Then there is the fatigue! Imagine going to bed around 9:30 pm, waking up about 7:00 am, and feeling like your body is made of led because of how heavy it feels to lift. After 9 1/2 hours of sleep, you are still exhausted. The worst part of the fatigue is that it is the only symptom that has a gradual onset. It sneaks up on you. It creeps in and does not creep out. Running and other activities help but starting them is extremely difficult. There is no motivation because you never feel rested.
Throw in the never ending feeling of numbness in you feet. Neuropathy is stupid. I view it as completely unfair. My big toe on my right foot has not been felt for weeks. I can press it into the floor and feel the pressure in my nerves further back in my foot but not on the actual toe. Wait! I lied. It has been felt. When I run, somewhere between mile 2 and 2 1/2 I can feel it. Oh boy, can I feel it! My feet will start to sting. They get that familiar feeling that everyone knows. It the one that happens when your feet fall asleep from sitting on them too long. It’s the one where you know it will hurt to move them but if you do the blood will start to circulate and they will feel better. Only, in my case, they just have the hurt feeling because the nerves are messed up.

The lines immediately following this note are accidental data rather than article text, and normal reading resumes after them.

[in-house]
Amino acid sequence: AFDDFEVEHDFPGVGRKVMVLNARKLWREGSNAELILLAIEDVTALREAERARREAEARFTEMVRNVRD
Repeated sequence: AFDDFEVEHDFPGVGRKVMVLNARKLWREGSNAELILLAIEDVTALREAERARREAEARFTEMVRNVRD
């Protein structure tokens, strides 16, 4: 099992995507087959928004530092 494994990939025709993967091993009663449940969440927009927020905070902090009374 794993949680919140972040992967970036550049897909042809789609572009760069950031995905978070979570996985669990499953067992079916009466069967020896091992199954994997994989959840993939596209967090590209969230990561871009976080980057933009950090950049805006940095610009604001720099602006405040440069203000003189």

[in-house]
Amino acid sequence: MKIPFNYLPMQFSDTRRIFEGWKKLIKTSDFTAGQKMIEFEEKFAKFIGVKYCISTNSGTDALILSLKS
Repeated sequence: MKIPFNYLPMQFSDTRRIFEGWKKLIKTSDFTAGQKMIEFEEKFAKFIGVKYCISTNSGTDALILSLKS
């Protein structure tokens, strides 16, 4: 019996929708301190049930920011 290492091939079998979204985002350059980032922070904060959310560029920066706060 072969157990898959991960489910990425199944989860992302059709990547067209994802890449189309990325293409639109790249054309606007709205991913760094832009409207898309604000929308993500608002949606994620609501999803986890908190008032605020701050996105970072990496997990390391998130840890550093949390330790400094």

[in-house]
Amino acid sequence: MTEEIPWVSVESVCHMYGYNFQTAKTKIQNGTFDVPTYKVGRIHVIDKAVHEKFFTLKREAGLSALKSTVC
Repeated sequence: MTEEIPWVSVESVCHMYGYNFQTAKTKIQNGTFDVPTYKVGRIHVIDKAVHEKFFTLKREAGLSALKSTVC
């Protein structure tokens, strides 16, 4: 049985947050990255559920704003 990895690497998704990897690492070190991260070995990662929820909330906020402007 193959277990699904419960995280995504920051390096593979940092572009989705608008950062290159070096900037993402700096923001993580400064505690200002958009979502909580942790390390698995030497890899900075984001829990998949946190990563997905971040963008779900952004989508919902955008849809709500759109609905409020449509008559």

Some days I wonder where I fit. Most days I just don’t want to fit anywhere. The transition doing a lot to feeling like you do nothing has mentally beat me up. My kids are awesome at reminding me that they love having me home, even if I’m not as active as I was. Josue is great at coming up with things to do and keeping us active. I know this change is a good thing and the transition is good but that doesn’t make it any easier. I’m grateful for the things I have recognized as needing changed and taking more of an active role in my home life. I am really grateful for that blessing. However, suddenly I find myself having to redefine my identify outside of home. I helped build a little program at work and now it is time for it to restructure without me and that is sad. I love being a counselor. I am passionate about working with people but cancer has decided that isn’t my main role for the time being. I guess my new adventure is learning to master the roles I am being given now.